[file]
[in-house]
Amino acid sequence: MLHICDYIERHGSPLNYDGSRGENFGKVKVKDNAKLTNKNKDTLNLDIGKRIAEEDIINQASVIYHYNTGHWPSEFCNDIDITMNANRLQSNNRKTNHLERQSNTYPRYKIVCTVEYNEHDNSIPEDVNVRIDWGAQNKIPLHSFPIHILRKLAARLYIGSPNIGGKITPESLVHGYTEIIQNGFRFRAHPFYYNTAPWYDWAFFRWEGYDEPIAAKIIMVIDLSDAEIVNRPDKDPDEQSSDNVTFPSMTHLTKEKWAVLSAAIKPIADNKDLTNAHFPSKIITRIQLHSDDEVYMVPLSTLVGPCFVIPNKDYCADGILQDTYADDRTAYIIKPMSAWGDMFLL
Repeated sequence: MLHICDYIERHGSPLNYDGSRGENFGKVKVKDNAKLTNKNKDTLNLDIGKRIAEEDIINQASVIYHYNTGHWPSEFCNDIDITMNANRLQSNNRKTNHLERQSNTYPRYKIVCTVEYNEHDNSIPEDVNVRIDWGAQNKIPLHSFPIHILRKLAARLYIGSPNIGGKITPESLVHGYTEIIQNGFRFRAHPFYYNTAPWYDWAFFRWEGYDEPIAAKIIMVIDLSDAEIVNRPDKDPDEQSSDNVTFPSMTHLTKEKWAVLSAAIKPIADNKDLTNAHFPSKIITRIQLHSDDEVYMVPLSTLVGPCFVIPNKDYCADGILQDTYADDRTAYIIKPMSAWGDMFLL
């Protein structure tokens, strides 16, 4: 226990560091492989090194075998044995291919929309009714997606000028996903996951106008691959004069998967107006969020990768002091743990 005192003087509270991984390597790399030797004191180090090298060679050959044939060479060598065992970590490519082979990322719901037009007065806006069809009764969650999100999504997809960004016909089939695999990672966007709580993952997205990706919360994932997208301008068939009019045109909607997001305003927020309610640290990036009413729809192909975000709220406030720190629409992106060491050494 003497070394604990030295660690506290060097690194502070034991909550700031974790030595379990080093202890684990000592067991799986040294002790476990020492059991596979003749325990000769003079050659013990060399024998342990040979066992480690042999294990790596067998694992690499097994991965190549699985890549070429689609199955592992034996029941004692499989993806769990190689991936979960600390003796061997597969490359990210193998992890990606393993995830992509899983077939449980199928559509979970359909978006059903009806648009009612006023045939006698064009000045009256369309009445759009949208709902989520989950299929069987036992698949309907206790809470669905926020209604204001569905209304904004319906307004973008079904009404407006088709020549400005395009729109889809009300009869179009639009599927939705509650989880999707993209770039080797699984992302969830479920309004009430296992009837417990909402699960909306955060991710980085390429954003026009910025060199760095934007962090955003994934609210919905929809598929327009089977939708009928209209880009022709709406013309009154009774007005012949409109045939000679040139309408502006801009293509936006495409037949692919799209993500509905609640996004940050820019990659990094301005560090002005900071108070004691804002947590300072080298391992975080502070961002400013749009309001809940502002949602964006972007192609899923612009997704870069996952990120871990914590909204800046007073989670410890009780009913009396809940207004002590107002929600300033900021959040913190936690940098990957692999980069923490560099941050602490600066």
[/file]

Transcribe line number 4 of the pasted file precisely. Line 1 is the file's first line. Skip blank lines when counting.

């Protein structure tokens, strides 16, 4: 226990560091492989090194075998044995291919929309009714997606000028996903996951106008691959004069998967107006969020990768002091743990 005192003087509270991984390597790399030797004191180090090298060679050959044939060479060598065992970590490519082979990322719901037009007065806006069809009764969650999100999504997809960004016909089939695999990672966007709580993952997205990706919360994932997208301008068939009019045109909607997001305003927020309610640290990036009413729809192909975000709220406030720190629409992106060491050494 003497070394604990030295660690506290060097690194502070034991909550700031974790030595379990080093202890684990000592067991799986040294002790476990020492059991596979003749325990000769003079050659013990060399024998342990040979066992480690042999294990790596067998694992690499097994991965190549699985890549070429689609199955592992034996029941004692499989993806769990190689991936979960600390003796061997597969490359990210193998992890990606393993995830992509899983077939449980199928559509979970359909978006059903009806648009009612006023045939006698064009000045009256369309009445759009949208709902989520989950299929069987036992698949309907206790809470669905926020209604204001569905209304904004319906307004973008079904009404407006088709020549400005395009729109889809009300009869179009639009599927939705509650989880999707993209770039080797699984992302969830479920309004009430296992009837417990909402699960909306955060991710980085390429954003026009910025060199760095934007962090955003994934609210919905929809598929327009089977939708009928209209880009022709709406013309009154009774007005012949409109045939000679040139309408502006801009293509936006495409037949692919799209993500509905609640996004940050820019990659990094301005560090002005900071108070004691804002947590300072080298391992975080502070961002400013749009309001809940502002949602964006972007192609899923612009997704870069996952990120871990914590909204800046007073989670410890009780009913009396809940207004002590107002929600300033900021959040913190936690940098990957692999980069923490560099941050602490600066």